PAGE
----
But what would his Christian lobby do in such a case? How would it react? Hagee has a prepared response to that question as well. No, he would not help advance decisions that would speed up an evacuation, yet he would not stand in their way. In any event, he would never dream of actively opposing the Israeli government. He cites the example of an Israeli hospital that began performing abortions. What did Hagee do? He simply transferred his support to another institution. That is how he will act if settlements and territories are evacuated. He can always help orphanages, hospitals and needy communities in Israel. He will find the right worthy cause and his support for Israel will continue. Apparently, Hagee has found a formula that one would be hard pressed to argue against.
Like many others, Hagee is very concerned about the Iranian threat. On one of the bookshelves in his office is his book, "Jerusalem Countdown," whose subject is this threat. It can be purchased in paperback, often at a discount, for about 15 dollars. He feels Israel is facing a great danger and he believes Iranian President Mahmoud Ahmadinejad must be taken seriously - not just by Israel, but by the entire world. In the same breath, he points out how tiny Israel is: 28 Israels could fit into Texas. And Texas is only one of the 50 states in America. He wrote his book after a visit by a friend from Israel who insisted a year ago that he must warn the world of the growing danger. Since that time, he says, that danger has only grown. Talks or negotiations will not produce a solution capable of reducing the danger.
Hagee is convinced Ahmadinejad will never allow any diplomatic pressure to budge him. Iran, says Hagee, does not respect the United Nations and the Iranian president considers himself another messiah. According to Hagee, Ahmadinejad will never agree to participate in a rational dialogue because he wants to bring about Islam's globalization. Hagee is convinced about something else as well: If Ahmadinejad achieves nuclear capability, he will use it against both Israel and the United States.
And so, it is not too hard to guess what solution Hagee would prefer. He hopes the U.S. will join Israel in the demolition of Iran's nuclear facilities. Afterwards, he says, there will be a need for land-based operations to ensure Iran's dangerous regime is replaced. Would this not be a dangerous operation? Hagee chuckles: An Iran with nuclear capability is a far more dangerous proposition.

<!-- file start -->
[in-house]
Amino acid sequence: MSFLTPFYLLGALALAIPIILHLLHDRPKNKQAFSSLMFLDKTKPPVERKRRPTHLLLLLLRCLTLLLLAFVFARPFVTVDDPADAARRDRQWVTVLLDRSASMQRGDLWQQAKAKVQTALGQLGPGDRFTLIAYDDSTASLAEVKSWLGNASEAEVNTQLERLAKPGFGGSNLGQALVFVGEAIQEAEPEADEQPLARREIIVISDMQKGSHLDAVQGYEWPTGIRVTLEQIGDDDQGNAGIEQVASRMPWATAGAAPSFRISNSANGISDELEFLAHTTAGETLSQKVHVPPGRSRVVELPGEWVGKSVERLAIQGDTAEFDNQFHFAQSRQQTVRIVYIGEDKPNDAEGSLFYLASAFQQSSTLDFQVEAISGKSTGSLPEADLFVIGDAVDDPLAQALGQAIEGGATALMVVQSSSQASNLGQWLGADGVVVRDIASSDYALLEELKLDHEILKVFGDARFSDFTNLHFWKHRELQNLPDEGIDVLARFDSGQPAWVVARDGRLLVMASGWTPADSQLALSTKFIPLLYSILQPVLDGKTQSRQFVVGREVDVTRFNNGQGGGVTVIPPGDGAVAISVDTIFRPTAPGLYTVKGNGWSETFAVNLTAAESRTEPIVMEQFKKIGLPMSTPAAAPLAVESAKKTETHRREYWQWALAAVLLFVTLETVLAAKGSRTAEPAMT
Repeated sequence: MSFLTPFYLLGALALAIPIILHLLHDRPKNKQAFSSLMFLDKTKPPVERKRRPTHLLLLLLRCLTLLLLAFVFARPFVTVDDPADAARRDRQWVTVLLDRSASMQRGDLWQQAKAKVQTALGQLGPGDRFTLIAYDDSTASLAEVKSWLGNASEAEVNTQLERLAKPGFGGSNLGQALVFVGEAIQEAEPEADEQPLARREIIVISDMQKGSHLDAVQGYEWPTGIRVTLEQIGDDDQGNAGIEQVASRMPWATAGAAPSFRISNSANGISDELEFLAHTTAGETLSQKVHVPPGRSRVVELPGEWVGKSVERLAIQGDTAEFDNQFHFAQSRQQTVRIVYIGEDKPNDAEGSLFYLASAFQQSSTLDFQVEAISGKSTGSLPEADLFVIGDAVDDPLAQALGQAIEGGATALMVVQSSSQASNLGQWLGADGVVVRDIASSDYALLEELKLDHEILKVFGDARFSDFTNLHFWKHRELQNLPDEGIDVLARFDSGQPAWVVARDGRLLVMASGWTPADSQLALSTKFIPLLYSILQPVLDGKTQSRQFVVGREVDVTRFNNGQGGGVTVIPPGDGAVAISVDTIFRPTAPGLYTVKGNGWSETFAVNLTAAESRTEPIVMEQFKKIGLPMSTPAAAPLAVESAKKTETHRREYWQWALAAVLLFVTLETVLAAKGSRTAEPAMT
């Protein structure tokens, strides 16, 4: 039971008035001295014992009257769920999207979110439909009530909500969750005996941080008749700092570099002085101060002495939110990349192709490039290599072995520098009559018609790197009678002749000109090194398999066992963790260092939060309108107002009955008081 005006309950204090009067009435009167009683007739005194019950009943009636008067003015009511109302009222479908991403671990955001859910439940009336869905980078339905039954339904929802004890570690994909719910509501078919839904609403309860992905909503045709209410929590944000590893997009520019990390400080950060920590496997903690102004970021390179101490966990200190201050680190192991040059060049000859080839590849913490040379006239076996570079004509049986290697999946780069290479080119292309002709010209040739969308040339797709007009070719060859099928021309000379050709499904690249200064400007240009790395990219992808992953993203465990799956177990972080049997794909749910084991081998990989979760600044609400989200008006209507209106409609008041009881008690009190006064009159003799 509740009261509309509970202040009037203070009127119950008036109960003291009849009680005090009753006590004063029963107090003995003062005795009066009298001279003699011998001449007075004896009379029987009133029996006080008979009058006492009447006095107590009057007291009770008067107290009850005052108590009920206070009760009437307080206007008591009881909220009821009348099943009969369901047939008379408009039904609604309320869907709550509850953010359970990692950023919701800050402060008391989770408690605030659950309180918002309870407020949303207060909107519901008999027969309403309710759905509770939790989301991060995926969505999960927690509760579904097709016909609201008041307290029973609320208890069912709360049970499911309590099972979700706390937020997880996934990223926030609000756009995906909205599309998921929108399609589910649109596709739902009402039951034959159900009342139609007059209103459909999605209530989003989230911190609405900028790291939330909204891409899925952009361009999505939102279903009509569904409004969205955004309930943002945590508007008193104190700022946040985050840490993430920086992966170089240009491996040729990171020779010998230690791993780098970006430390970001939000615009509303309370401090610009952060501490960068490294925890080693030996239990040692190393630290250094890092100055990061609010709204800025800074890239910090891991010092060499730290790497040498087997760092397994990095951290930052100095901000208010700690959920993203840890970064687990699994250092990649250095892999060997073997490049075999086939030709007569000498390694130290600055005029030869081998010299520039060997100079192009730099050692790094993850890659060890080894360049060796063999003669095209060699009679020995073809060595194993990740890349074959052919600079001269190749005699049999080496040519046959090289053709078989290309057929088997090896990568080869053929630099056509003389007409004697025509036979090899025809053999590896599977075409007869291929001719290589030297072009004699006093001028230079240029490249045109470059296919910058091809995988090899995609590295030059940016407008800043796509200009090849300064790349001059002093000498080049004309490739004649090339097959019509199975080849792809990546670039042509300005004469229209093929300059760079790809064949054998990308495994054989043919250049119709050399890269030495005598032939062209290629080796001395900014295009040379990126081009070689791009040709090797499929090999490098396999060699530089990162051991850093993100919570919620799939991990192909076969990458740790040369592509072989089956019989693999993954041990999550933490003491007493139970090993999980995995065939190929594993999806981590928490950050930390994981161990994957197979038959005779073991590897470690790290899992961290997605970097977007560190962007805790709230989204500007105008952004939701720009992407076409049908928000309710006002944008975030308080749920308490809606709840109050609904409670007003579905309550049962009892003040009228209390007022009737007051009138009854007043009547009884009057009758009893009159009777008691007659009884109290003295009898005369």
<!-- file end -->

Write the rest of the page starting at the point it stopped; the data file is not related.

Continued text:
And what about Hamas? He asks how it is at all possible to live with people who want to kill you. He turns around toward the large library behind him and takes a Bible off the shelf. He quickly finds the passage he wants. It is from Deuteronomy: "When thou comest nigh unto a city to fight against it, then proclaim peace unto it... And if it will make no peace with thee, but will make war against thee, then thou shalt besiege it: And ... thou shalt smite every male thereof with the edge of the sword" (Deut. 20:10-13).
He tells me that he grew up on the Bible. This, he says, is his moral compass and, basing himself on the Bible, he believes something must be done. Fifty-eight years ago he was sitting in the kitchen with his father when it was announced over the radio that the State of Israel had been created. He recalls that he had tears in his eyes. His father announced this was the most important event of the 20th century and he believed his father's words were absolutely right.
My own father used to say there were two ways of doing things: The right way, as prescribed by the Torah, and the wrong way. Hagee believes in that principle with all his heart. That is why he is not prepared to listen to any talk about realistic compromises or about political necessities. Sometimes, he admits, the right way is harder but that does not mean that one should therefore not choose it.